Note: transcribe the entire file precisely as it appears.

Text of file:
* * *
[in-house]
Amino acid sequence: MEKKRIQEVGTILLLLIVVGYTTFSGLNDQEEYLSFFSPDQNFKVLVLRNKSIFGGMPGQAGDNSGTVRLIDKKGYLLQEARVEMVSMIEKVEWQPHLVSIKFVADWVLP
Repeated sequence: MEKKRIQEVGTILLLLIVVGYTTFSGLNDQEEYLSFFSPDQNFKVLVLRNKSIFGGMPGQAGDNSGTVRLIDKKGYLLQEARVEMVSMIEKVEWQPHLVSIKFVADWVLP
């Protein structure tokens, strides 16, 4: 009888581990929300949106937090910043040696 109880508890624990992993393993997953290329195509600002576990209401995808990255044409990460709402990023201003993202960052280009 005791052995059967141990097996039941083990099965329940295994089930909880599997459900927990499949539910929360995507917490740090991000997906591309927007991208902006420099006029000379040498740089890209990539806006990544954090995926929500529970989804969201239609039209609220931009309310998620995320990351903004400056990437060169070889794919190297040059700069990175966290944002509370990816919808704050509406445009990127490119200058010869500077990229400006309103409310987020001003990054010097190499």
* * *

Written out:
[in-house]
Amino acid sequence: MEKKRIQEVGTILLLLIVVGYTTFSGLNDQEEYLSFFSPDQNFKVLVLRNKSIFGGMPGQAGDNSGTVRLIDKKGYLLQEARVEMVSMIEKVEWQPHLVSIKFVADWVLP
Repeated sequence: MEKKRIQEVGTILLLLIVVGYTTFSGLNDQEEYLSFFSPDQNFKVLVLRNKSIFGGMPGQAGDNSGTVRLIDKKGYLLQEARVEMVSMIEKVEWQPHLVSIKFVADWVLP
């Protein structure tokens, strides 16, 4: 009888581990929300949106937090910043040696 109880508890624990992993393993997953290329195509600002576990209401995808990255044409990460709402990023201003993202960052280009 005791052995059967141990097996039941083990099965329940295994089930909880599997459900927990499949539910929360995507917490740090991000997906591309927007991208902006420099006029000379040498740089890209990539806006990544954090995926929500529970989804969201239609039209609220931009309310998620995320990351903004400056990437060169070889794919190297040059700069990175966290944002509370990816919808704050509406445009990127490119200058010869500077990229400006309103409310987020001003990054010097190499």